Criminals know that many Americans buy homes during the spring — and they continue to target such folks with dangerous, life-changing scams; if you are buying a home, or are thinking of buying one in the future, be careful!
Here is what you need to know:
Home buying is a complex process. There are offers and counteroffers, inspections, walkthroughs, significant paperwork, and multiple third-parties (including real estate agents, mortgage brokers, banks, attorneys, agents selling title insurance, municipalities collecting taxes, etc.). There are many instructions to follow – a fact that criminals are exploiting by sending spear phishing emails that impersonate sellers or their agents.
In one common form of the scam, the sender impersonates a seller or a seller’s agent and sends the buyer “Wire Instructions” either for a deposit or for the final settlement payment. Of course, the wire instructions are not legitimate – they deliver to an account controlled by criminals, and, any payments sent will be stolen, not go toward a home purchase. The email may have an explanation that seems to make sense – some attack emails begin, for example, with “We have changed banks, please see the attached updated wiring instructions.” Unfortunately, there are already known cases of criminals utilizing this scam to steal people’s life savings – and, thereby, make them unable to purchase the home that they thought they had bought.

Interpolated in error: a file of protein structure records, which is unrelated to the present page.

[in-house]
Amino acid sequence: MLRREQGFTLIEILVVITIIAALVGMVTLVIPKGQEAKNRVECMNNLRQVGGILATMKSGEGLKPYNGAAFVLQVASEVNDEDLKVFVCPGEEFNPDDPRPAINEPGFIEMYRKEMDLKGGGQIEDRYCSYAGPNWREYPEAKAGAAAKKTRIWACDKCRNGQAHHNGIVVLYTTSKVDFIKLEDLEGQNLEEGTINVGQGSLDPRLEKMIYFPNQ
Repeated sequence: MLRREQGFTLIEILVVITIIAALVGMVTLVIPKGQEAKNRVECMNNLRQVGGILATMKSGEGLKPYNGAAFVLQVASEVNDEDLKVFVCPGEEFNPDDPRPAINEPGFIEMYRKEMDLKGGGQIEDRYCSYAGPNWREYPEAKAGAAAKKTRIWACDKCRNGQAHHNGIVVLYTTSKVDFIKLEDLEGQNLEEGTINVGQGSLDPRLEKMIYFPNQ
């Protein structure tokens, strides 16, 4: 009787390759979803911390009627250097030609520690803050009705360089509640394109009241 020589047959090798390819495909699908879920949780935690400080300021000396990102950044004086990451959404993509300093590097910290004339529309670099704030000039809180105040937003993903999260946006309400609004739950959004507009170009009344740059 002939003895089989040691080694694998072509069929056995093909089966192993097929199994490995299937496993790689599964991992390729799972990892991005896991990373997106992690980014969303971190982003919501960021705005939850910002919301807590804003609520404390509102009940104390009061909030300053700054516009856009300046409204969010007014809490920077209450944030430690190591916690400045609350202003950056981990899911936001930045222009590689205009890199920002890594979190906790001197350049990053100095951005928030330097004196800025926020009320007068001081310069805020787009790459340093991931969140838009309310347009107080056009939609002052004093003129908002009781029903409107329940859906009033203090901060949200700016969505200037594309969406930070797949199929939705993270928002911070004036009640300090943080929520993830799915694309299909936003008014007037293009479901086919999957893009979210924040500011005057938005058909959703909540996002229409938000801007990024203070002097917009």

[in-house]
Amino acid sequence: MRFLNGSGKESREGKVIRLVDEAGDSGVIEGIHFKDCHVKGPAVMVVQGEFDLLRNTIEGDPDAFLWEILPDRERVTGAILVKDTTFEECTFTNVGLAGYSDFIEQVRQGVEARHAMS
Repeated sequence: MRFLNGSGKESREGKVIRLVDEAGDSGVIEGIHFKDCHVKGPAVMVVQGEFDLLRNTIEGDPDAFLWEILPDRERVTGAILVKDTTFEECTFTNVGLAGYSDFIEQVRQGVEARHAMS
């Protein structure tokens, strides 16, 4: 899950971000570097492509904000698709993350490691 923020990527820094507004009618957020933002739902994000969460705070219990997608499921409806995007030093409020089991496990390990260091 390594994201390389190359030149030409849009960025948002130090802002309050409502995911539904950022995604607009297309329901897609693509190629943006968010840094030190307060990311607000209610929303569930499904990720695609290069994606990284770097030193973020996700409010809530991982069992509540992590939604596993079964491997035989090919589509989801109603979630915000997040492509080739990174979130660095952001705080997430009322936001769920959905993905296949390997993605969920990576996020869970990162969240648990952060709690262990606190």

In another form of the scam, the criminals ask the buyer to send copies of IDs; considering that people do typically have to provide a government-issued ID at a closing, the request for such materials in advance may seem kosher; of course, the criminals asking for this information are not using it to ensure identities for a home purchase; they are obtaining it in order to commit identity theft themselves, or to sell it to other crooks who will misuse it.
Here is the bottom line: Do not follow instructions sent to you via email – confirm them by contacting the sending party at a previously-known phone number. For additional ways to protect yourself against similar scams, please see my article This Email Scam Just Caused $100 Million in Fraud.